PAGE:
Otago farmers have not experienced the "horrific" scenario
alleged in Southland, of a compliance officer falsifying
documents to prosecute for a non-existent effluent breach,
Federated Farmers Otago president Stephen Korteweg says.
Mr Korteweg was asked to comment on an allegation that an
Environment Southland compliance officer altered a document
about effluent from a stock truck.
Mr Korteweg said anyone found to be guilty of such actions
should face hefty fines similar to those imposed on convicted
'Farmers can be fined more than $50,000 for effluent
wrong-doing," he said.
The allegation has led Environment Southland to order an
independent audit of its compliance division, which should be
completed by the end of the month.
Environment Southland chairman Ali Timms said the council was
confident chief executive Rob Phillips was dealing
effectively with the issues that had been raised.
"At this stage, we have a series of unproven allegations
about one area of the council's operation, which our chief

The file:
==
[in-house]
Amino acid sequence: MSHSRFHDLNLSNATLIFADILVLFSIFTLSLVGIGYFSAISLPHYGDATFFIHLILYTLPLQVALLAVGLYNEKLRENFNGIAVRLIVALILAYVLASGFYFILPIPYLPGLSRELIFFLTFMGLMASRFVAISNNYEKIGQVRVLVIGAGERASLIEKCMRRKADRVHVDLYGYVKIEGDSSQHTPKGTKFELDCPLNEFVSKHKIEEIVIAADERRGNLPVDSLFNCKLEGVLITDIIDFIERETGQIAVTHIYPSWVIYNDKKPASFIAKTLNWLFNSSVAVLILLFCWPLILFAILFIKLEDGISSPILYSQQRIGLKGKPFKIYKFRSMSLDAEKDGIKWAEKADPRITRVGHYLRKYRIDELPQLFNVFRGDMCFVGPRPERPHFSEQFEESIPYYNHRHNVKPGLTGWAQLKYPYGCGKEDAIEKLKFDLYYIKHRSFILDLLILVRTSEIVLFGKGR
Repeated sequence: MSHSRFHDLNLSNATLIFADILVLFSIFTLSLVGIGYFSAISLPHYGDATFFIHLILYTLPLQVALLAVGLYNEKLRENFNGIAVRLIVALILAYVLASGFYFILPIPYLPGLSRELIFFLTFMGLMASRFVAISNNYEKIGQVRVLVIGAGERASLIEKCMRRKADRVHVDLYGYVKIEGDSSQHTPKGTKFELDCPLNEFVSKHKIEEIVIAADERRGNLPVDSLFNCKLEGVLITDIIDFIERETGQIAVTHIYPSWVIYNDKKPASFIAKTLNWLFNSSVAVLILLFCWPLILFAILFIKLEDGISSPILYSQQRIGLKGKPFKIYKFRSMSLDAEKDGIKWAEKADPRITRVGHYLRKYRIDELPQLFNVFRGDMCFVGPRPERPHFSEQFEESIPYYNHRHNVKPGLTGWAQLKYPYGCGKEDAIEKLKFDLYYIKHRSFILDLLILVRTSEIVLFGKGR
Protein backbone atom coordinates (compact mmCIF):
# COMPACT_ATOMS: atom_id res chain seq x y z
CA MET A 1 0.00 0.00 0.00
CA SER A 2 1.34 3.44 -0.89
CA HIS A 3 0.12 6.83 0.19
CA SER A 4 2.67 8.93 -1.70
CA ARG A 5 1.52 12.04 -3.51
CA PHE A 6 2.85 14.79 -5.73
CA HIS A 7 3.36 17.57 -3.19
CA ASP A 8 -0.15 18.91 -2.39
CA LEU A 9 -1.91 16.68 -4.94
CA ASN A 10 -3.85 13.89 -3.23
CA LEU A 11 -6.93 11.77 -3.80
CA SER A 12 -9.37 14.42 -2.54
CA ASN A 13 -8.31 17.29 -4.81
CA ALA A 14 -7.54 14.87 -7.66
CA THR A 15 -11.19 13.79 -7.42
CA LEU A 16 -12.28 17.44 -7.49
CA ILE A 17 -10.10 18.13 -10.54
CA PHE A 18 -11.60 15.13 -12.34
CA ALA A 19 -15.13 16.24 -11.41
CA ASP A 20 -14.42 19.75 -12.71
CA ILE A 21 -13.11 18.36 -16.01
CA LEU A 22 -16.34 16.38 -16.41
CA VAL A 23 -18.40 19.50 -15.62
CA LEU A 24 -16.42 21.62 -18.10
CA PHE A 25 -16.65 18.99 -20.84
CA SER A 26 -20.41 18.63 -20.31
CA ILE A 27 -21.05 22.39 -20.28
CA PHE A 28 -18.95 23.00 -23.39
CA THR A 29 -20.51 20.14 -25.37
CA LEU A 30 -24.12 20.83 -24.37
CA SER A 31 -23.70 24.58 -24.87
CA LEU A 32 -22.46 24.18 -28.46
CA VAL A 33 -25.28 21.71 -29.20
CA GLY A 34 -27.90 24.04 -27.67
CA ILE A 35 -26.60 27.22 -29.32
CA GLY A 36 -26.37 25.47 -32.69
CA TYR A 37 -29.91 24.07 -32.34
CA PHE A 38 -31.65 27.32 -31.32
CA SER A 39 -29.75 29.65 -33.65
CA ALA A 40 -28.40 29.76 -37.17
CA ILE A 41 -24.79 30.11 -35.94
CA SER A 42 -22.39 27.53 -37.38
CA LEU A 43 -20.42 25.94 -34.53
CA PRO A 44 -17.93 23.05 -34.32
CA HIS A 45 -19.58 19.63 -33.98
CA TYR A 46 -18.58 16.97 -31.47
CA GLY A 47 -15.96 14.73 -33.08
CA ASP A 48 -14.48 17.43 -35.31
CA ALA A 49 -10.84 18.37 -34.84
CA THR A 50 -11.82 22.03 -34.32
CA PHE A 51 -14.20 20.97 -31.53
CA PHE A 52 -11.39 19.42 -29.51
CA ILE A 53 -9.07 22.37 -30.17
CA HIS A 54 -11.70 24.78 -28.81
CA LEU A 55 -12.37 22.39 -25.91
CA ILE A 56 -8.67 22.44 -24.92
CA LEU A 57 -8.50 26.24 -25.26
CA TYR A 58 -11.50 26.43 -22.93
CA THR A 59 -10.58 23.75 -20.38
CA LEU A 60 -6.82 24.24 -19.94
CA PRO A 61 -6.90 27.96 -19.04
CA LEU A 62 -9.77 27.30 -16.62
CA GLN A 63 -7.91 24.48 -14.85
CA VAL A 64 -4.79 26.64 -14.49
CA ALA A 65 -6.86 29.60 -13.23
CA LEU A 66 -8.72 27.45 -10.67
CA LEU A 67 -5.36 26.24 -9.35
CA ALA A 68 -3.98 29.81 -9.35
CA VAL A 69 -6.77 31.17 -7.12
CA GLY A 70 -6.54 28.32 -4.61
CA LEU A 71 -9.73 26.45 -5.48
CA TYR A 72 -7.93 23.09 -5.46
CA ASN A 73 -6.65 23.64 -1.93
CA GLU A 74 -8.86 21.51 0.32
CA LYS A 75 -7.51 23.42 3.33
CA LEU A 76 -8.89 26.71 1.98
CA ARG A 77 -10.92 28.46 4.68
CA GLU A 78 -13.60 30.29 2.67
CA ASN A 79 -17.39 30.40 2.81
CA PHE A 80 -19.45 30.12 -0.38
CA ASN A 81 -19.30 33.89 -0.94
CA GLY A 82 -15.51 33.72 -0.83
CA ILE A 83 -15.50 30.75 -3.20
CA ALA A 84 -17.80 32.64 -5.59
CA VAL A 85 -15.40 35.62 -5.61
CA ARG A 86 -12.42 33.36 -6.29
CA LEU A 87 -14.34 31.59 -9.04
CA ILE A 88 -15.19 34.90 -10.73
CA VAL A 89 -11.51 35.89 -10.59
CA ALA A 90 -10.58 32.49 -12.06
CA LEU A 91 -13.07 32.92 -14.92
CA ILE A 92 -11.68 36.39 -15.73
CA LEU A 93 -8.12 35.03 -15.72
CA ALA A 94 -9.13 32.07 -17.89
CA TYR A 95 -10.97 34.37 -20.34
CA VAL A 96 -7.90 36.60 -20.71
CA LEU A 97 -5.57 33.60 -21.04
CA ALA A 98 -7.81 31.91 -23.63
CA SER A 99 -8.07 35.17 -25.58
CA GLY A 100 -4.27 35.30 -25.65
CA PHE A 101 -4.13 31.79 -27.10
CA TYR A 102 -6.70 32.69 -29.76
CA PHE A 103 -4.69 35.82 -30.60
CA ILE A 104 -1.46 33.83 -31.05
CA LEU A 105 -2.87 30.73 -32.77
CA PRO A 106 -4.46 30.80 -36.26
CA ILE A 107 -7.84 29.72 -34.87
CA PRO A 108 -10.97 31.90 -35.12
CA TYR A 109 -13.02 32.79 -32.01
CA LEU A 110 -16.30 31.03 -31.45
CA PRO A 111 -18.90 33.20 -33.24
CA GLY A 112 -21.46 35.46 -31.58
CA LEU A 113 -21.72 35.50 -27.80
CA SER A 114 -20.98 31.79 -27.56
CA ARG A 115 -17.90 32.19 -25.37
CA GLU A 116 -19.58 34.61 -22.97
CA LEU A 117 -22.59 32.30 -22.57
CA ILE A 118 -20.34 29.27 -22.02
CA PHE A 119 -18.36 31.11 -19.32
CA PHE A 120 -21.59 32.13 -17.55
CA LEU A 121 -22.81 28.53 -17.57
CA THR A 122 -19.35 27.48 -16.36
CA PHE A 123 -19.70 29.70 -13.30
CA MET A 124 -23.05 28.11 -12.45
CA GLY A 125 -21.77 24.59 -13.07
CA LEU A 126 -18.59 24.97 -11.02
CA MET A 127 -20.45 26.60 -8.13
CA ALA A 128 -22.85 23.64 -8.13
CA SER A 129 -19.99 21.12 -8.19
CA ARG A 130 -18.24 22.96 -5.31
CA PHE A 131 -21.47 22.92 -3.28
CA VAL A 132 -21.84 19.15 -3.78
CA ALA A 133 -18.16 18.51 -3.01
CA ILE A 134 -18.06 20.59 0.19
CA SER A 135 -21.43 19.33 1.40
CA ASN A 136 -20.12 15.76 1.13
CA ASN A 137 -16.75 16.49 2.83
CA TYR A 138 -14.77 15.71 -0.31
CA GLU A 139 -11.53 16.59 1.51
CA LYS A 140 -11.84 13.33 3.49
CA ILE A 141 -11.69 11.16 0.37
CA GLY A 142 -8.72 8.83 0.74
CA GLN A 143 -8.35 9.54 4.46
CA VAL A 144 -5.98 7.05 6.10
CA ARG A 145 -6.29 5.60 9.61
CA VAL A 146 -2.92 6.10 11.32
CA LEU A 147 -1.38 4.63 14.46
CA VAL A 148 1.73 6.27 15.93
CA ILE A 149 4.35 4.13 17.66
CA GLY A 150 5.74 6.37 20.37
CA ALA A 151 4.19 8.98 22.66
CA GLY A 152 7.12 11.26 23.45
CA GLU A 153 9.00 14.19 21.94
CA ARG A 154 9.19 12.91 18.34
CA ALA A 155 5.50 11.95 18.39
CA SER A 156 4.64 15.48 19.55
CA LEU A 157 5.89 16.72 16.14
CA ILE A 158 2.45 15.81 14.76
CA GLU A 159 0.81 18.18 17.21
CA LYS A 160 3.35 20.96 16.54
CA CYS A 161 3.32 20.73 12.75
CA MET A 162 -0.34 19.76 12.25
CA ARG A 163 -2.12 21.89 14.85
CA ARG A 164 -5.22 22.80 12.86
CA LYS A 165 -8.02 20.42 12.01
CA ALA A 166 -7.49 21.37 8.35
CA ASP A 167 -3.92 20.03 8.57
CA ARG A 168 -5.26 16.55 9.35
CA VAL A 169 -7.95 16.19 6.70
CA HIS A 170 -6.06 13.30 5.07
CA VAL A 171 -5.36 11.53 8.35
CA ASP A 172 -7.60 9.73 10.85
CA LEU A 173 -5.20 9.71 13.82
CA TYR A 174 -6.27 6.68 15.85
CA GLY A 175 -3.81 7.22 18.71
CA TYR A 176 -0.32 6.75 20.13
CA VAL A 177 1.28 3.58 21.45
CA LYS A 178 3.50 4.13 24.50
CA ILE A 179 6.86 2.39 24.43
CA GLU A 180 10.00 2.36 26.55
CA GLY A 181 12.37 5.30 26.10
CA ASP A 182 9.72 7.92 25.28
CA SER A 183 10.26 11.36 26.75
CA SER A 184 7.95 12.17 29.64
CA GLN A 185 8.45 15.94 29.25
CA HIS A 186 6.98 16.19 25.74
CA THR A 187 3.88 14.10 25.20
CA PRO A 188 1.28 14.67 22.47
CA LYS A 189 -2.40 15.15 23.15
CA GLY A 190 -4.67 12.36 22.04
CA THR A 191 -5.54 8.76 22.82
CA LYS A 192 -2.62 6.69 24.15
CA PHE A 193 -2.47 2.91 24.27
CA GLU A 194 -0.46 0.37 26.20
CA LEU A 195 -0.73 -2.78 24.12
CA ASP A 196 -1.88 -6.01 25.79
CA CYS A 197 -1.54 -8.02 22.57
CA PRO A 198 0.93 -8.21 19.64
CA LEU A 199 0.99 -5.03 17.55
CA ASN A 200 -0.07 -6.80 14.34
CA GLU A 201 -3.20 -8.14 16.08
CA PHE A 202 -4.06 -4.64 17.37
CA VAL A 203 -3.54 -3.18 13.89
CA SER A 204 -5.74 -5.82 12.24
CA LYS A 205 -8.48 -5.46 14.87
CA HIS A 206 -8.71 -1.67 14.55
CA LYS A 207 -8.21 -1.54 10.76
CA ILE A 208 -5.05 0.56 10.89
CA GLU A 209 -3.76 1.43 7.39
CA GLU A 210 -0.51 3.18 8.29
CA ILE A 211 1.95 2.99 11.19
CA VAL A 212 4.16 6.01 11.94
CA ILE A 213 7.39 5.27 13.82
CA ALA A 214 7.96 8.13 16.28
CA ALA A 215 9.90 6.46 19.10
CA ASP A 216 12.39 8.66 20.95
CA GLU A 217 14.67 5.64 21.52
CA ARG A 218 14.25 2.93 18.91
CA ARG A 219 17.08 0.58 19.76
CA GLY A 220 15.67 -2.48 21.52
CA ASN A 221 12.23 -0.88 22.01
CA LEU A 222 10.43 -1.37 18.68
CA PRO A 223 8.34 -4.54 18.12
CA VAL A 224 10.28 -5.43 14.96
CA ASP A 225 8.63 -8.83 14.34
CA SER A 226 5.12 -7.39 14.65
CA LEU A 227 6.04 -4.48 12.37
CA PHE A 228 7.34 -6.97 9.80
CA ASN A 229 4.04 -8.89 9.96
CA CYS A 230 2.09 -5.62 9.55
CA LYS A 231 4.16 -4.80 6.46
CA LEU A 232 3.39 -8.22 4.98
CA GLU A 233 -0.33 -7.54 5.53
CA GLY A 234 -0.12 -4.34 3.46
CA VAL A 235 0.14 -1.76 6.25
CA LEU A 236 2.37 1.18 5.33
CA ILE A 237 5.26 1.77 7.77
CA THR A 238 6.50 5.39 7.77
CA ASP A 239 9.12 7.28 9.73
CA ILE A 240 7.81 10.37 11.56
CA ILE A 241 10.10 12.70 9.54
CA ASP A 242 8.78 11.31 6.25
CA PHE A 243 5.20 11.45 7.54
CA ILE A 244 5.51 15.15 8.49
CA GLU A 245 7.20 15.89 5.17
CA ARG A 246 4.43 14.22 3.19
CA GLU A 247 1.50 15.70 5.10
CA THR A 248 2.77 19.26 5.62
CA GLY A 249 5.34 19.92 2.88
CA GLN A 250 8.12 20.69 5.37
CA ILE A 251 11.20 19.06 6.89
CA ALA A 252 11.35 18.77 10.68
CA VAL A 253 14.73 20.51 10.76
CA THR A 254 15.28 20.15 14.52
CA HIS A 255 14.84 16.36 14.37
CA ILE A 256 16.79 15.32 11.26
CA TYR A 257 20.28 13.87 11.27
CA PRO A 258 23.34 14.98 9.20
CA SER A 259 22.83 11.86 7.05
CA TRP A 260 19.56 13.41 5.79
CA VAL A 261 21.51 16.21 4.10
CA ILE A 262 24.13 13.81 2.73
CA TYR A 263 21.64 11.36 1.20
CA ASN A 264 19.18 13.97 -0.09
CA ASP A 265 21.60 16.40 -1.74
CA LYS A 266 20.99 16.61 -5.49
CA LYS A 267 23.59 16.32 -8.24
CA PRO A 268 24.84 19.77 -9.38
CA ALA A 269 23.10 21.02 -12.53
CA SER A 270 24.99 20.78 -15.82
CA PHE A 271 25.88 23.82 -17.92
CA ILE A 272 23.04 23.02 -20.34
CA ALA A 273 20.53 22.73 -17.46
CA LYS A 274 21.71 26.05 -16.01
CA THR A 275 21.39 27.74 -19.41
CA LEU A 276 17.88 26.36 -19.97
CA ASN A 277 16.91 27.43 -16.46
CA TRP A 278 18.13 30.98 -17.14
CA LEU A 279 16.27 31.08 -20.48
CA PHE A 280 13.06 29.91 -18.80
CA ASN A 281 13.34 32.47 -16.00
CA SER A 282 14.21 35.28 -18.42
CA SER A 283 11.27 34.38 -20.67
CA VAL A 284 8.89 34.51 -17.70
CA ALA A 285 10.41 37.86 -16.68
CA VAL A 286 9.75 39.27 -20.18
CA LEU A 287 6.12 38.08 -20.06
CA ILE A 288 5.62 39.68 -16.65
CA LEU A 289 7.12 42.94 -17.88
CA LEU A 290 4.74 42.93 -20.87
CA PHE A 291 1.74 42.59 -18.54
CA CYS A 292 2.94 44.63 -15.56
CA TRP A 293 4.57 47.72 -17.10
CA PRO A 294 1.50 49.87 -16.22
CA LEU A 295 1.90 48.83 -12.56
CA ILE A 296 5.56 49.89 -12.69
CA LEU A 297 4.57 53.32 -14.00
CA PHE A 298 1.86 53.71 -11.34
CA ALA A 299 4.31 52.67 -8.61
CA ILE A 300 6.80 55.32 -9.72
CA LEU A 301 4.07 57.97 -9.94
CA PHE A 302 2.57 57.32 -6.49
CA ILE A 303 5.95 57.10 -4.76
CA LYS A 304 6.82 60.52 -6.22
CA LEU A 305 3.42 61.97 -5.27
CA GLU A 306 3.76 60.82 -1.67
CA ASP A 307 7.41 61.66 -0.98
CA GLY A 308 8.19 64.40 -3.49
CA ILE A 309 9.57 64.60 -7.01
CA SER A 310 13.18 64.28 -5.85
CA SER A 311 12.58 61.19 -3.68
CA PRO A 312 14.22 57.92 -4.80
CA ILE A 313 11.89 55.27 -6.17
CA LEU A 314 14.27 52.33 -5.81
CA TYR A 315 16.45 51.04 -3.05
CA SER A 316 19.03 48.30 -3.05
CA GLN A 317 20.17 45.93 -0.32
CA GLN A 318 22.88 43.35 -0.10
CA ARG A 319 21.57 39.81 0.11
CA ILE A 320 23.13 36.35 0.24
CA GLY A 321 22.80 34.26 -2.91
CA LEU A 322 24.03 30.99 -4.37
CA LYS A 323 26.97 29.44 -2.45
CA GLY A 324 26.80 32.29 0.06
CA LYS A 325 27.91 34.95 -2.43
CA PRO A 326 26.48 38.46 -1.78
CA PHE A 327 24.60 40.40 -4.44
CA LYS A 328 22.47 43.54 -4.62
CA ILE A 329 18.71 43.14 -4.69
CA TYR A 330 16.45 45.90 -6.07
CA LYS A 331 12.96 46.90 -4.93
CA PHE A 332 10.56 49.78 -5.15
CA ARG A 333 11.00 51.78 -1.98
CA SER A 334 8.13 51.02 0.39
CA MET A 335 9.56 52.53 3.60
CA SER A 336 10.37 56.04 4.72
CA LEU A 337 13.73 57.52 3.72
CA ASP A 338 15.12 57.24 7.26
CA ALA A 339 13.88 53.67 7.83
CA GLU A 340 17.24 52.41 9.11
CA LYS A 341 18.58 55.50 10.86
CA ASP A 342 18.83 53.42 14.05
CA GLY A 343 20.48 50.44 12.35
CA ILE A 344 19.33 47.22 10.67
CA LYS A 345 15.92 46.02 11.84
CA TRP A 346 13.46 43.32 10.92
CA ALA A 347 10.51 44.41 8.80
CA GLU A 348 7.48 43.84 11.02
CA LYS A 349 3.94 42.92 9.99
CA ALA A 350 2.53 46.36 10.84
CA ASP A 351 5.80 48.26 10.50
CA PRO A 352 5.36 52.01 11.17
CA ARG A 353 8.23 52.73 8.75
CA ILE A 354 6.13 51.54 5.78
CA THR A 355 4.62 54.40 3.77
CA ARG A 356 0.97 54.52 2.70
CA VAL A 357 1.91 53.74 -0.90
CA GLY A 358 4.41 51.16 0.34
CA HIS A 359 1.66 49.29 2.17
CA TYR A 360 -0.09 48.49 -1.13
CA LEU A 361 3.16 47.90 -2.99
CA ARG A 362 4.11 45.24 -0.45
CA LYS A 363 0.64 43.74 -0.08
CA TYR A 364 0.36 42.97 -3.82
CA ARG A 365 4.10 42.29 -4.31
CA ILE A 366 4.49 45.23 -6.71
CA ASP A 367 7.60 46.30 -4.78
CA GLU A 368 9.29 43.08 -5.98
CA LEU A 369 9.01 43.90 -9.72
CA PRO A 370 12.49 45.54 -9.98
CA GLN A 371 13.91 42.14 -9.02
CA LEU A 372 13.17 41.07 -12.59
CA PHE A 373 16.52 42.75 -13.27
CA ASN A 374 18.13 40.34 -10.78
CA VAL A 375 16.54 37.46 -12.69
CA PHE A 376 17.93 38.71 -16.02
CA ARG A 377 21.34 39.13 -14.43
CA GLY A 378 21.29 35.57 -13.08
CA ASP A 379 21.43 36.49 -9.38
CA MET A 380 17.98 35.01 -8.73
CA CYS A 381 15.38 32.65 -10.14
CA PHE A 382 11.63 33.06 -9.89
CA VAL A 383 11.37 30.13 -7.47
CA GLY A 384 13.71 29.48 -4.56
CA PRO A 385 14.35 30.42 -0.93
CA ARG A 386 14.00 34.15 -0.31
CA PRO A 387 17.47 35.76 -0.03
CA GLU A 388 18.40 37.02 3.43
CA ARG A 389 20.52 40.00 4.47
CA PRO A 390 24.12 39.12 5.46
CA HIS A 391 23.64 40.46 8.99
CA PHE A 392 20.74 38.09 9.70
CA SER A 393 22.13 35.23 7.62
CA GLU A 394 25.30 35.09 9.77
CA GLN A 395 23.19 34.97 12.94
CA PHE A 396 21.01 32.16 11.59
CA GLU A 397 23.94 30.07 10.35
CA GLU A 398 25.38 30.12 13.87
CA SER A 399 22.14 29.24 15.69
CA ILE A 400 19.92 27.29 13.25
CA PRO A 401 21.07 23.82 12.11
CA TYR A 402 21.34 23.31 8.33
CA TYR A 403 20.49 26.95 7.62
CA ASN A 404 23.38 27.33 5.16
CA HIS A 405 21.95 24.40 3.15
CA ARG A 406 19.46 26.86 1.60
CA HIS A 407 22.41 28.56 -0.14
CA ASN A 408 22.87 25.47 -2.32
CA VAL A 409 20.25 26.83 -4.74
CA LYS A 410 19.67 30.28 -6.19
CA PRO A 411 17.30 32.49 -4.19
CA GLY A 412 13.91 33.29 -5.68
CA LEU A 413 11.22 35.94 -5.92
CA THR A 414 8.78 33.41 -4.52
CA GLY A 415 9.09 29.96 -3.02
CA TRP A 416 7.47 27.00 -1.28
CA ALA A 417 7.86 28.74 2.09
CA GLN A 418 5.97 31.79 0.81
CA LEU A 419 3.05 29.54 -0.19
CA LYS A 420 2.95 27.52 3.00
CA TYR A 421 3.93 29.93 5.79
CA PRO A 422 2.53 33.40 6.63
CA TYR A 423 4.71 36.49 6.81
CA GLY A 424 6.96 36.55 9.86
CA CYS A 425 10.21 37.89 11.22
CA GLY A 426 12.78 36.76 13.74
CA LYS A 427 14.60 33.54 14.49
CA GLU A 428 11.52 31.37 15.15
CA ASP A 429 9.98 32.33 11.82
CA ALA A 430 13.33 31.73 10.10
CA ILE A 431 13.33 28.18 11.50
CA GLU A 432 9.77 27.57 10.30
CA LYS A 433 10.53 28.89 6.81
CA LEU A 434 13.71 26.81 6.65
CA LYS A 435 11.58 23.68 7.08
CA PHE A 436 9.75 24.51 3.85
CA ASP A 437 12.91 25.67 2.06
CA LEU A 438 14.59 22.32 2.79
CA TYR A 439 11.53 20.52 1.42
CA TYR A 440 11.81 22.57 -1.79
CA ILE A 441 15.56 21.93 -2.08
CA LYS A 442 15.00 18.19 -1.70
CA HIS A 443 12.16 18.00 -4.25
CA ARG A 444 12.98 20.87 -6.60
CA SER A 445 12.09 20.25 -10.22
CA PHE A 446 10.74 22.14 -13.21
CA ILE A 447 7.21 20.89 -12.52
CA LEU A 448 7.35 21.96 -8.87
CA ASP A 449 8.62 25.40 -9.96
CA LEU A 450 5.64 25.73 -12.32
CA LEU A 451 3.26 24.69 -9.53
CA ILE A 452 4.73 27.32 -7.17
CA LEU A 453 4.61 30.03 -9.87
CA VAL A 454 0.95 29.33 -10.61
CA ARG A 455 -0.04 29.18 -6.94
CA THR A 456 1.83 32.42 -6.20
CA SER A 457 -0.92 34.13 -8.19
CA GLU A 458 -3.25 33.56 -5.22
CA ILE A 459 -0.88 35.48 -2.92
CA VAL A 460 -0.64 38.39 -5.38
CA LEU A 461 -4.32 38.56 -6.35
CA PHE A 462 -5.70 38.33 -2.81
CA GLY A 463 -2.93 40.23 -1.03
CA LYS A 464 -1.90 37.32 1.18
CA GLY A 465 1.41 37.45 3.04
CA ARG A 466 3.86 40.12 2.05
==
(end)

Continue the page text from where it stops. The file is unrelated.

executive is investigating.
"We are confident that he is taking the right steps to
establish the facts and that he has brought in an appropriate
level of independent assistance.
"It would be completely wrong to pre-empt the results of
those investigations, and we want him to remain focused on
the issues that have been raised around compliance," Ms Timms
Mr Korteweg said although he was not aware of any such
allegations in Otago, effluent from stock trucks was a major
problem in the region.
He recently attended a meeting with police, Otago Regional
Council and New Zealand Transport Agency officials about
improving the situation.
Mr Korteweg said some Otago farmers did not take effluent
breaches seriously and Federated Farmers was working hard to
"build bridges" with the council.
"We are communicating a lot better than what we had been in
the past, but farmers need to play the game as well.
"All in all, we have a good working relationship and will try
to make it even better."
On October 17, the council approved a strategy to tackle the
growing hazard caused by stock effluent on roads.
Councillors indicated harsher penalties could be imposed if
farmers and truck drivers failed to take the strategy
seriously and effluent spill remained a problem.
"There's always room for improvement and that's what we are
working on, to get a better outcome for the community and
environment," Mr Korteweg said.